I find the new Soviet bureaucracy, its inefficiency and indifference, the greatest handicap in the work. It involves a continuous struggle against official red tape, precedence, and petty jealousy. Time is passing, and almost no progress is being made. The situation is disheartening.

I consider it vital that the men employed in the work of preparing a recreation place for the proletariat should themselves feel an interest in the matter, for only thus can effective cooperation be secured and results achieved. I have, therefore, suggested the formation of a committee to visit the shops and factories, to explain our plan to the workers, and enlist their interest and voluntary aid. I pointed out also the moral value of such a proceeding, and offered to organize the committee from the Buford deportees, most of whom are still looking for employment. Zorin favors the idea, but objections have been raised in various quarters. I wonder whether it is official distrust of the Buford men or disinclination to permit such a committee to get in direct contact with the workers. At any rate, the carrying out of my suggestion has become involved in endless applications to various Commissars and has apparently been lost in the intricate network of the Soviet machinery.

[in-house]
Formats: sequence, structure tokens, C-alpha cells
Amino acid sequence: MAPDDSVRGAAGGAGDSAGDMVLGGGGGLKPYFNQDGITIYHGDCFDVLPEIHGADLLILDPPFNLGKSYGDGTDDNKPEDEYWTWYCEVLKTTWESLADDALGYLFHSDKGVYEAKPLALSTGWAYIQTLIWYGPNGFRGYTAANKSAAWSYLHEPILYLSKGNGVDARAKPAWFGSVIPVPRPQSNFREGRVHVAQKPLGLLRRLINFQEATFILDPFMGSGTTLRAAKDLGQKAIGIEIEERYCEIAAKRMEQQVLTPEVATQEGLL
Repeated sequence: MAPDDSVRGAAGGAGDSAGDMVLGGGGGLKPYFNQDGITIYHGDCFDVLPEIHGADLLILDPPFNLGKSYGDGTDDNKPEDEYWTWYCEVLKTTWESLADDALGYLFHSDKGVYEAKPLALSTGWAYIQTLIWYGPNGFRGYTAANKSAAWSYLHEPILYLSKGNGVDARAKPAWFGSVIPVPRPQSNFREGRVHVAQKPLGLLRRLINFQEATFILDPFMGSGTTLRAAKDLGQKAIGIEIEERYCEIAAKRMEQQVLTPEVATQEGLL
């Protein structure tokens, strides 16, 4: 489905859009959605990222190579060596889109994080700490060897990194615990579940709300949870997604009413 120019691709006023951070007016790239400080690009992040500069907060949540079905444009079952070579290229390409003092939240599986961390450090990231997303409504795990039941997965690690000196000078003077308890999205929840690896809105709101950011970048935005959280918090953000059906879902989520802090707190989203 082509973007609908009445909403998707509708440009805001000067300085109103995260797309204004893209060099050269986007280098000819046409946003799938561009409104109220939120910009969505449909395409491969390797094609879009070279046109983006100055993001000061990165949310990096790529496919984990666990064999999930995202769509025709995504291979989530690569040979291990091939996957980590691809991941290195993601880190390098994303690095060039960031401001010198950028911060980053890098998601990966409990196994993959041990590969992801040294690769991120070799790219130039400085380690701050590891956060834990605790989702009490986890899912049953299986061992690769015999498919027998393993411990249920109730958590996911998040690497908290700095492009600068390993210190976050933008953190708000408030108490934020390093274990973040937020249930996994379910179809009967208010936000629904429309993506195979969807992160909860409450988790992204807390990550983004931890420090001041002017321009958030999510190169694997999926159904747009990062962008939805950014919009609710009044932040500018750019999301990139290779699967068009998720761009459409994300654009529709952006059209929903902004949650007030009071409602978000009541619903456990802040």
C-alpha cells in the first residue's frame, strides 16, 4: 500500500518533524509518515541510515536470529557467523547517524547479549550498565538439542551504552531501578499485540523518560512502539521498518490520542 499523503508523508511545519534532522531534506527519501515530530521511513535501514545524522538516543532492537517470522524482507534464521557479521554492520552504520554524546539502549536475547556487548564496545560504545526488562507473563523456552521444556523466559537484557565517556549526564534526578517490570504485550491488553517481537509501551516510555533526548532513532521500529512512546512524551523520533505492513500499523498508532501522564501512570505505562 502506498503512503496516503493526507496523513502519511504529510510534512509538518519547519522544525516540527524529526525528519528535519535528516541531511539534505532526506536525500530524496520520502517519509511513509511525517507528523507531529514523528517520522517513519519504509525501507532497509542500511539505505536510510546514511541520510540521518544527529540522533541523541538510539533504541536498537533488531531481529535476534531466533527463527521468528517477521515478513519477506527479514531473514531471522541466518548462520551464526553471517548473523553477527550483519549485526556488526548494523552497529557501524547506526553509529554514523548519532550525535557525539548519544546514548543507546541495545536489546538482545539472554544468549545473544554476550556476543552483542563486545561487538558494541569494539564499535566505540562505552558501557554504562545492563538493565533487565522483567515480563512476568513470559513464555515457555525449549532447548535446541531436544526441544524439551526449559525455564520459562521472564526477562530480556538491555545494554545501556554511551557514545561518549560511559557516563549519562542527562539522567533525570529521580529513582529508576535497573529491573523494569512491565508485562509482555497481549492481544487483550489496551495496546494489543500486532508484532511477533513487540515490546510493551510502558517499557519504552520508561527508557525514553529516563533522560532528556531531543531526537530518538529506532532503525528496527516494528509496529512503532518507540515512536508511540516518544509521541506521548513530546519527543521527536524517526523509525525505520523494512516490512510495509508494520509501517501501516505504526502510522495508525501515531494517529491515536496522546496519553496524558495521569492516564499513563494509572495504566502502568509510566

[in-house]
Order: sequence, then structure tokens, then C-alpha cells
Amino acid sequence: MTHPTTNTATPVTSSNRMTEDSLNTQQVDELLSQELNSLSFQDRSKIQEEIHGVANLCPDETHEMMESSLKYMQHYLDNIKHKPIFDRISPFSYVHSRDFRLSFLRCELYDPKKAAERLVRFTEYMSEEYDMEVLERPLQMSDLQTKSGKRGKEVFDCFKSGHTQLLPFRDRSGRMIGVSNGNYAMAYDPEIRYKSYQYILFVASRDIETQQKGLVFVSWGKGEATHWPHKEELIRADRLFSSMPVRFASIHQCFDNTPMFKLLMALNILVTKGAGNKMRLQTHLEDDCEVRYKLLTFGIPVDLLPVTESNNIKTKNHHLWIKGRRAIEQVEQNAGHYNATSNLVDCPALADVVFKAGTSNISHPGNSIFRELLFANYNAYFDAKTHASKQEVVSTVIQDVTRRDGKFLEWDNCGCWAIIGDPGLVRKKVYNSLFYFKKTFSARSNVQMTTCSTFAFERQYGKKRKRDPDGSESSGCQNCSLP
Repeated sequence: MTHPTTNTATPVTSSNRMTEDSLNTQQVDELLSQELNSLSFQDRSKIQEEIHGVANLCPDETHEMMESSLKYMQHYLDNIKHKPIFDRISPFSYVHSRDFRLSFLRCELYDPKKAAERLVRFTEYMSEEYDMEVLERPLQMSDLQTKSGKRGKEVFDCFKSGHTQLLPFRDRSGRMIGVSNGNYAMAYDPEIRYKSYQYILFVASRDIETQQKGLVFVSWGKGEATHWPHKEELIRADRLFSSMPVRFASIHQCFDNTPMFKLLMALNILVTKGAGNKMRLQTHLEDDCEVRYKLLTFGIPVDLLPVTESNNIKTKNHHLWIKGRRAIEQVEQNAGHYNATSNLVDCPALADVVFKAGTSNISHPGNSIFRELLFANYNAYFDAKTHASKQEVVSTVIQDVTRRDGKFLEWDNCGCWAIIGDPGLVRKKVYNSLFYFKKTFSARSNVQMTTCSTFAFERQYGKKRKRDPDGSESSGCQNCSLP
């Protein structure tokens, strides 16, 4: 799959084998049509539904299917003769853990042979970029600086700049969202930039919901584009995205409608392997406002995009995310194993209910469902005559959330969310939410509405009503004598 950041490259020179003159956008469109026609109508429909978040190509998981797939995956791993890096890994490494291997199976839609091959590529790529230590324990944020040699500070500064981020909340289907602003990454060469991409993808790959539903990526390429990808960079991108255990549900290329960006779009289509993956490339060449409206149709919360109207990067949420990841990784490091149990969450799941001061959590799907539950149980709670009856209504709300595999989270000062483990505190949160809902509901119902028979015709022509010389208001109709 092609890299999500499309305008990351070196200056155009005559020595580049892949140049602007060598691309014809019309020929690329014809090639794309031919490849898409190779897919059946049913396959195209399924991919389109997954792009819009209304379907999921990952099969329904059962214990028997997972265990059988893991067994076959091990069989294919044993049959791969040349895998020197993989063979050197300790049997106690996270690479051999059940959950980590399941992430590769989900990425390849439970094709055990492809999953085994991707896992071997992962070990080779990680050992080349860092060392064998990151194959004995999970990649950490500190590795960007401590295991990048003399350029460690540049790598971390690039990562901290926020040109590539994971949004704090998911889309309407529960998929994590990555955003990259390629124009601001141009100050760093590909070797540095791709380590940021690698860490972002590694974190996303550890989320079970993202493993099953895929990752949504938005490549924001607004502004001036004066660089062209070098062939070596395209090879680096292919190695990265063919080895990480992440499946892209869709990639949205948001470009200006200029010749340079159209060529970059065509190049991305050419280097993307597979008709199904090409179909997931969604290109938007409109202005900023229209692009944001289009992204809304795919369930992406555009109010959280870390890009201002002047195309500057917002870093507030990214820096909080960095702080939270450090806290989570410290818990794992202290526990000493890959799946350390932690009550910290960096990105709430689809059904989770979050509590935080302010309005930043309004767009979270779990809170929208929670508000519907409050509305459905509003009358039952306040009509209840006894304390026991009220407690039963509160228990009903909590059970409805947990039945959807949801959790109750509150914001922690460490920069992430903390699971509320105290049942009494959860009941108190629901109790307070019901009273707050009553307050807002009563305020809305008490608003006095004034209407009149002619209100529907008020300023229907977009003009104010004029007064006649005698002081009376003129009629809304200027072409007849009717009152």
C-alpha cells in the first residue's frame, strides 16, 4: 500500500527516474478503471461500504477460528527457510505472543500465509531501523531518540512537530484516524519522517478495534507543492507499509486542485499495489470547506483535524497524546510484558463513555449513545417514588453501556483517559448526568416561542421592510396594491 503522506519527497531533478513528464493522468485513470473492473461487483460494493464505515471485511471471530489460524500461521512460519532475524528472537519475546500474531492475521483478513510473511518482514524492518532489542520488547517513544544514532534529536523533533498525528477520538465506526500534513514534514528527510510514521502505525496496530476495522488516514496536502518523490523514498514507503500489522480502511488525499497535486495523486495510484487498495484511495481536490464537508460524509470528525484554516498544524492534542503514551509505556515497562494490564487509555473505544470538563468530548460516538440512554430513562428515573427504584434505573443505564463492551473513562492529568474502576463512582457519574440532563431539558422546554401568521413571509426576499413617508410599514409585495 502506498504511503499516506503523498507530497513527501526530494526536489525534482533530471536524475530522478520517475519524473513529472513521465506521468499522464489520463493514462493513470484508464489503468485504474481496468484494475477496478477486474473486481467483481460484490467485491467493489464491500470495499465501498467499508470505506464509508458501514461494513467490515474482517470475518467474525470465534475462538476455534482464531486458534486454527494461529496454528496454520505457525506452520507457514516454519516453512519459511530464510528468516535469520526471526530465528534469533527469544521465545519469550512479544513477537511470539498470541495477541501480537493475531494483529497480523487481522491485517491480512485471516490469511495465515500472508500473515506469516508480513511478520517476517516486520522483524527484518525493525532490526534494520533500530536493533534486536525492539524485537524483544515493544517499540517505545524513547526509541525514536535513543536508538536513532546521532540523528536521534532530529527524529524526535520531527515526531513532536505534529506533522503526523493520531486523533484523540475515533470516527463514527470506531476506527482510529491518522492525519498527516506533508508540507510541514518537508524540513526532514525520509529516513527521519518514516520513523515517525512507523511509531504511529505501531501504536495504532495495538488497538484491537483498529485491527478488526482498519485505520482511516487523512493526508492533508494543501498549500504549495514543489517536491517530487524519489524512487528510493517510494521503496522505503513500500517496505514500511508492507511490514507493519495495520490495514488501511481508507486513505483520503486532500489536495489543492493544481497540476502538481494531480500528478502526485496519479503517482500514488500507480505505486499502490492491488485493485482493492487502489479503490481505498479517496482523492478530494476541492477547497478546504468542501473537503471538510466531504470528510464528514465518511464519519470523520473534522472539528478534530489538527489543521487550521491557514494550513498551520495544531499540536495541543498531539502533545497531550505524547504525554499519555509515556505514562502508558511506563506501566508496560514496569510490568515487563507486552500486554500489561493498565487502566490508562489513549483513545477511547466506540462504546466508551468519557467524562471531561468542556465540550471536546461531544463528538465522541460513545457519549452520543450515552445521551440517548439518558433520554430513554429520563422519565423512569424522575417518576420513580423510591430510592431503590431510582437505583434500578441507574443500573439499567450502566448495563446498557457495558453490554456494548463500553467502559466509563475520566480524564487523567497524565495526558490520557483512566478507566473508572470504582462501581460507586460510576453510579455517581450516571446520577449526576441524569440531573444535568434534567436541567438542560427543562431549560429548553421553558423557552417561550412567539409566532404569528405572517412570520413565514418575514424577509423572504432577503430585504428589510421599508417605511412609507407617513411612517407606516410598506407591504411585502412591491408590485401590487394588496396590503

Instead, soldiers and prisoners from the forced labor camps of the city have been commandeered for road repairing, cleaning neglected gardens and renovating the houses. But they have no interest in the work; their thoughts and time are entirely occupied with the question of the pyock. A most vital matter: for not being employed at their regular tasks, they risk losing the rations due them, and no adequate provision has been made to feed them on the island. A general mess hall has been opened, but such favoritism prevails there that the prisoners and soldiers without influence often remain without meals, preference being given to the numerous friends and appointees of the Commissars and Communists. The common laborers at work are growing dissatisfied. “The actual worker,” a soldier said to me, “will not get into the summer resort. It will be only for Commissars and Communists.”

Some buildings in the area of the planned rest homes are occupied as children’s homes and schools; others, by the families of the intelligentsia. All of them have been ordered to vacate. But while arrangements have been made to secure quarters for the schools in the city, the private dwellers are considered bourzhooi and as such not worthy of any consideration: they are to be evicted. Yet hidden influences are at work: a number of the bourzhooi have received “protection,” while those without friends in high places are vainly begging for mercy. Zorin has asked me to execute the order for eviction, but eager as I am to establish rest homes for the workers, I had to refuse to cooperate in what seems to me gross injustice and needless brutality. Zorin is displeased at my “sentimentality,” and I am being eliminated from the work.